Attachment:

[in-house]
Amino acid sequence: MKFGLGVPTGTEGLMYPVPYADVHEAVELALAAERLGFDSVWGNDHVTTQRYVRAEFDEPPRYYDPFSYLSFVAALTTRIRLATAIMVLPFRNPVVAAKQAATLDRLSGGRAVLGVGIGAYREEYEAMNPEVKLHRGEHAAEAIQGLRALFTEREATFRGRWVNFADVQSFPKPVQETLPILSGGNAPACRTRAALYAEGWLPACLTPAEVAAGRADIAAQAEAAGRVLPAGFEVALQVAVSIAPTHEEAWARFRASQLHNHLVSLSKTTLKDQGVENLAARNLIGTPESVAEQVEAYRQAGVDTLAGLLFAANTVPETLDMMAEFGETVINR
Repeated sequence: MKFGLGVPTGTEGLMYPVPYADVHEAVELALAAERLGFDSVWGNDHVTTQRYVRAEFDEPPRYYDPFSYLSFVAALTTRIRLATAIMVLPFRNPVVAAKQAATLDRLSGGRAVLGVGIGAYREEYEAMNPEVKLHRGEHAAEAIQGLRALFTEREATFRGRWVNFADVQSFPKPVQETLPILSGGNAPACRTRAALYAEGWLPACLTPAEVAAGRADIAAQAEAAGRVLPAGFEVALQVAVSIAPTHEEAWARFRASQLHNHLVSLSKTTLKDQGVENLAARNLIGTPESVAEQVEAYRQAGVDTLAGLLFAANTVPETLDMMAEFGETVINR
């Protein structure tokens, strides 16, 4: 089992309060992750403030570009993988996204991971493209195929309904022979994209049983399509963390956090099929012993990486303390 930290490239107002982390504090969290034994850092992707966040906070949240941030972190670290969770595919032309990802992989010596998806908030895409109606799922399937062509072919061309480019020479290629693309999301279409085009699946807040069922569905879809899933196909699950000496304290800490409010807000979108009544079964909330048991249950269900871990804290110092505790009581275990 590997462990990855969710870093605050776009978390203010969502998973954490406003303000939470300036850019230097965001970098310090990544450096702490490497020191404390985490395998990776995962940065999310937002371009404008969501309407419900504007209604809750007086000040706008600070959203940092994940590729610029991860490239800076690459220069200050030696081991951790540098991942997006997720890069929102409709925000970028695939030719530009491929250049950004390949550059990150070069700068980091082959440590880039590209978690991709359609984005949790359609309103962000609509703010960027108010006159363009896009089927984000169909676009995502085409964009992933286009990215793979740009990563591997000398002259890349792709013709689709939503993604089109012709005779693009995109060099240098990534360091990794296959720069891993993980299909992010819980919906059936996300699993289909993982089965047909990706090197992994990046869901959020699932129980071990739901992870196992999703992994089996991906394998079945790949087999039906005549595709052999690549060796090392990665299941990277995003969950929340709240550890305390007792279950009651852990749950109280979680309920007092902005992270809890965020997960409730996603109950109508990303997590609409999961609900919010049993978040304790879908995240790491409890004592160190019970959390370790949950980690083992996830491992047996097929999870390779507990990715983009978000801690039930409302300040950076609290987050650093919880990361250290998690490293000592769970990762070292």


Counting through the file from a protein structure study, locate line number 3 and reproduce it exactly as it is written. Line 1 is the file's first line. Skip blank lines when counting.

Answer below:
Repeated sequence: MKFGLGVPTGTEGLMYPVPYADVHEAVELALAAERLGFDSVWGNDHVTTQRYVRAEFDEPPRYYDPFSYLSFVAALTTRIRLATAIMVLPFRNPVVAAKQAATLDRLSGGRAVLGVGIGAYREEYEAMNPEVKLHRGEHAAEAIQGLRALFTEREATFRGRWVNFADVQSFPKPVQETLPILSGGNAPACRTRAALYAEGWLPACLTPAEVAAGRADIAAQAEAAGRVLPAGFEVALQVAVSIAPTHEEAWARFRASQLHNHLVSLSKTTLKDQGVENLAARNLIGTPESVAEQVEAYRQAGVDTLAGLLFAANTVPETLDMMAEFGETVINR